We’ve been building homes since 1903 and over this time we’ve gained the ability to quickly and cleverly solve client’s design problems.
It’s a real skill to be able to visualise a space and work out what potential issues may arise from the design, and we’re lucky to have some very experienced team members on board who excel in this.
Our drafting manager Chris Gegoff began working with Plunkett in 1987, and with a career spanning over thirty years, there’s not many problems he hasn’t come up against, and found a way to overcome.
We’ve drawn on Chris' years of expertise to help you solve some problems before they exist, and here’s a list of 12 questions he recommends you answer before you sit down with a Sales and Design Consultant.
1. What kind of car do you drive?
The average double garage comes with a ceiling height of 25 courses of brick, which is fine for your average sedan, but if you drive a four-wheel drive or a car with roof racks, then raising the ceiling height to 31 courses and raising the garage opening to 28 courses will give you the peace of mind that your car will fit in your new garage.
2. What type of vacuum do you have?
If you clean with the freedom of a cordless stick vacuum, then you will probably want a clever place to be able to store and charge it when not in use, this may be inside a cupboard with access to a power point. Same goes with robotic vacuums, putting a dedicated plate height power point in a concealed space for the docking station is a clever home hack you won’t regret.
If you prefer a traditional vacuum cleaner then locating extra power points in hallways will enable you to cover more ground when moving from room to room.
3. Do you work the same hours as your partner?
If the ensuite becomes a battleground between you and your partner each morning as you are both rushing to get out of the door, then a double shower and double vanity may be the way to go.
4. Where do you get ready in the morning?
If you find the morning routine can get a little chaotic, having a dedicated nook to sit and apply makeup and keep your jewellery can help put you in a great mood to start the day, as well as keep your bathroom benchtops looking clean and tidy.
5. Do you have kids?
We get it, it’s hard to have a beautiful home and also have small people residing there.
Having a dedicated and concealed drop zone large enough to accommodate school bags, books, coats and whatever else they might need easy access to each day will bring you closer to that pristine show home dream.
6. Do you have a pet?
We can’t design a home without thinking of our four-legged family members. Putting serious consideration into where their bedding will be kept and where you may bath them could even help them adjust to the new home quicker.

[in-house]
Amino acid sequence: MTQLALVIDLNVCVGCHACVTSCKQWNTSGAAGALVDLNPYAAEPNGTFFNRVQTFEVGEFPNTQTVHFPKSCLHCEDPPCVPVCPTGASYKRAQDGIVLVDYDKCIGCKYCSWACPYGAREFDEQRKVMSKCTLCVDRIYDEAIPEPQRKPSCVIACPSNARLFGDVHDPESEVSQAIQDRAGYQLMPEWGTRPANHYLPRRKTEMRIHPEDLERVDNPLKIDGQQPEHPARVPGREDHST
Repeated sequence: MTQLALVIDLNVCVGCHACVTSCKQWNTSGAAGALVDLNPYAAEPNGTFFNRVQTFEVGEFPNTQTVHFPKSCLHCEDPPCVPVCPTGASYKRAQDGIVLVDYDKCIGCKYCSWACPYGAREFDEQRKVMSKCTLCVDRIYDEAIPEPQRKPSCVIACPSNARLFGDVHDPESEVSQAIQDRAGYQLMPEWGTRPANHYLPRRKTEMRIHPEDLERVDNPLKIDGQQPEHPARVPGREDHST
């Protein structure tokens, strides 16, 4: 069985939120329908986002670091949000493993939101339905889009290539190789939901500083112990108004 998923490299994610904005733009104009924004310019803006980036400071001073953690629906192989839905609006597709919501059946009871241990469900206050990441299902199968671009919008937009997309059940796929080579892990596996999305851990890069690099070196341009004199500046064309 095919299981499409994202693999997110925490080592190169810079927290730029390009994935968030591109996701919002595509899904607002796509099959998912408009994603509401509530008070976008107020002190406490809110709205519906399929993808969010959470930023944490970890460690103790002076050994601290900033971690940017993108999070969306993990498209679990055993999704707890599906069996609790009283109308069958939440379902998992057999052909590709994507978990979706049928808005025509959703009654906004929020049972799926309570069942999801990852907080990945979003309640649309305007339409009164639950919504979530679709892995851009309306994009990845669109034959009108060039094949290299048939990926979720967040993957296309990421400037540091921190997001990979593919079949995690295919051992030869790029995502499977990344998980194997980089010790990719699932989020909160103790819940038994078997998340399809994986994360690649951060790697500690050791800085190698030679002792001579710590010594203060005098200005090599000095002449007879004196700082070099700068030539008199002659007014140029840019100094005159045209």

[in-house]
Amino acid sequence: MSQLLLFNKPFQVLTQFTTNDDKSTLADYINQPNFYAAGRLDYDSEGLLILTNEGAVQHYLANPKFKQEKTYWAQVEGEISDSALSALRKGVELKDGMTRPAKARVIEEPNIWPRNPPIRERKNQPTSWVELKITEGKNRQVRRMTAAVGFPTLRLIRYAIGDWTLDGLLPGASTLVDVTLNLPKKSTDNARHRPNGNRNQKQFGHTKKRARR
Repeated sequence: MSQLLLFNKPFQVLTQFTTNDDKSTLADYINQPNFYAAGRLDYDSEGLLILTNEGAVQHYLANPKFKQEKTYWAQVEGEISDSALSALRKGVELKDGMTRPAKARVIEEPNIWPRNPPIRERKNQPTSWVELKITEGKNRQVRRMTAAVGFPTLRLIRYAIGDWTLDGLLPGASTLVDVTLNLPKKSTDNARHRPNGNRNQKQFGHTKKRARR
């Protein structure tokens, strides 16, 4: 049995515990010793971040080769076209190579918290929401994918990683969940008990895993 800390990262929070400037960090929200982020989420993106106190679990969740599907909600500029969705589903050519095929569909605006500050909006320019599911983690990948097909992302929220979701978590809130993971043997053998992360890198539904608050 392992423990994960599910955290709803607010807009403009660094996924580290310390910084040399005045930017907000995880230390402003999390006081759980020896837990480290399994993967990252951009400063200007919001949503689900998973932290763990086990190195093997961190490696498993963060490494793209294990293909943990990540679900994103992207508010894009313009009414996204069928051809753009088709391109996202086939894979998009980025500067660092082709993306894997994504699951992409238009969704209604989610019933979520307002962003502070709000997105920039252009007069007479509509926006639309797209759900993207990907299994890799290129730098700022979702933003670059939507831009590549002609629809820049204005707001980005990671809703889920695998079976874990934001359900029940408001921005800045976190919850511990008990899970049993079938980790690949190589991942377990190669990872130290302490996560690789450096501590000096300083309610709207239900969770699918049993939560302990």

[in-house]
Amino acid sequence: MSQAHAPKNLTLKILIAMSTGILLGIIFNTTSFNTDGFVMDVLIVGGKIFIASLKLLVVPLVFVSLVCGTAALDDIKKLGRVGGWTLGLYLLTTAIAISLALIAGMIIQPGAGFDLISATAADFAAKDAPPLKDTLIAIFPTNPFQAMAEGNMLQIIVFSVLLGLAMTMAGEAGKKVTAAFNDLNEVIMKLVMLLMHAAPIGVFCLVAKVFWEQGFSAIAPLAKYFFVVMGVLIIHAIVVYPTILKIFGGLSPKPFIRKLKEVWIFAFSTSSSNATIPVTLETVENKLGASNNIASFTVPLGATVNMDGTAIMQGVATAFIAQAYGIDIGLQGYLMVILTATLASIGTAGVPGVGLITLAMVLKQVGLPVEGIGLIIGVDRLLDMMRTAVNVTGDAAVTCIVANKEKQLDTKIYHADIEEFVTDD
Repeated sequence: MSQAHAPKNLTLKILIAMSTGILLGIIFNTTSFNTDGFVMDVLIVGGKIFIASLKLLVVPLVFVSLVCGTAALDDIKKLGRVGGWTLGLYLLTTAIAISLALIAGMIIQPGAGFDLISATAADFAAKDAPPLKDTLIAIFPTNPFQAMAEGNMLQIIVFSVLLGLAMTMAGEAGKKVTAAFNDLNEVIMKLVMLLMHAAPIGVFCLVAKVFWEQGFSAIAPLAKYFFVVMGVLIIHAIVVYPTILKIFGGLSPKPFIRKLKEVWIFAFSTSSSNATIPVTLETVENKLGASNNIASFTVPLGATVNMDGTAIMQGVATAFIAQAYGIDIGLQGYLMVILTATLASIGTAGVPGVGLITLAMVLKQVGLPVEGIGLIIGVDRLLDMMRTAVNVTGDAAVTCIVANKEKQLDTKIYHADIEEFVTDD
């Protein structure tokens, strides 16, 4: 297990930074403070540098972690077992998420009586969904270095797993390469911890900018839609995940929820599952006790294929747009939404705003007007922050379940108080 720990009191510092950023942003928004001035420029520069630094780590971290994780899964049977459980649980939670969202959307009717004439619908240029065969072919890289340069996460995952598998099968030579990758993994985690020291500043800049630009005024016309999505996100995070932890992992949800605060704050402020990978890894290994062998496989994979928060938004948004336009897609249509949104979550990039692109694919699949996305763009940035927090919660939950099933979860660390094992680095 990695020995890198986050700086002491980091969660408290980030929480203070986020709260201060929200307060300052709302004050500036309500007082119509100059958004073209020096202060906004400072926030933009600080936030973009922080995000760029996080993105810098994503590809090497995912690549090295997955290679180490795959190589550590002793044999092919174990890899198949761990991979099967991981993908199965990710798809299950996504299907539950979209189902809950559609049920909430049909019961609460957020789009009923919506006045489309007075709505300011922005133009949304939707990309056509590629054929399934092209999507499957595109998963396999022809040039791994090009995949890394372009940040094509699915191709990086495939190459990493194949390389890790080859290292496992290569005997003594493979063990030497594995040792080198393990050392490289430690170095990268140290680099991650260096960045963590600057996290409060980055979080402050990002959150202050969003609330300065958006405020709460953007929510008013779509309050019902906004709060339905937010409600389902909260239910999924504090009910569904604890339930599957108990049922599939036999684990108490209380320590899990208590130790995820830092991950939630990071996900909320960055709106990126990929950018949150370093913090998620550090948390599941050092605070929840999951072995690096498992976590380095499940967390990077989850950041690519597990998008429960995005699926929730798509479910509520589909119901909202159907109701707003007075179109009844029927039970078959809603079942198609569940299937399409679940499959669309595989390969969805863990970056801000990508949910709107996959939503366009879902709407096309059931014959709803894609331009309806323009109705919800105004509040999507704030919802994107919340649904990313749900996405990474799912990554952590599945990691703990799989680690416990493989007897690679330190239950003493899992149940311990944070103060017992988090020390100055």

7. Do your kids fight over each other when getting ready each morning?
Here’s a design hack to keep everyone happy: by reconfiguring a traditional main bathroom and toilet to have the vanity unit outside and adjacent to the toilet, rather than inside the bathroom, you will free up space for all three to be used at the same time.
8. Do you play sport or engage in recreational activities?
It might help to design a dedicated space in your garage to allow for storage of surfboards, bike racks, camping and fishing equipment or bulky footy bags and boots.
9. Are you artistic or musical?
If you’re lucky enough to be musically or artistically gifted, or even just someone who enjoys these pursuits, why not treat yourself to a dedicated space in your home to house and practice your instrument or art equipment.
10. Do you work from home or have a home business?
Having a study or multi-purpose room at the front of the home with a separate entry will save clients from having to go through your home (and take the pressure off having to keep it spotless at all times).
11. Do you frequently receive deliveries?
It seems we all have our own unique interpretations of “left in a safe place”, particularly the posties. If you’ve been burned by postal thieves in the past, think about adding a design feature to the elevation of your home that would create a nook that is not visible from the road for a safe place to keep any unattended deliveries.
12. Are you a shift worker?
If peaceful sleep at irregular hours is something you strive for, then a master suite at the front of the home is probably not going to work for you. We recommend moving the master suite to the rear of the home, not only does this help cut out street noise, it is easy to segregate this zone from the rest of the home for the ultimate solitude.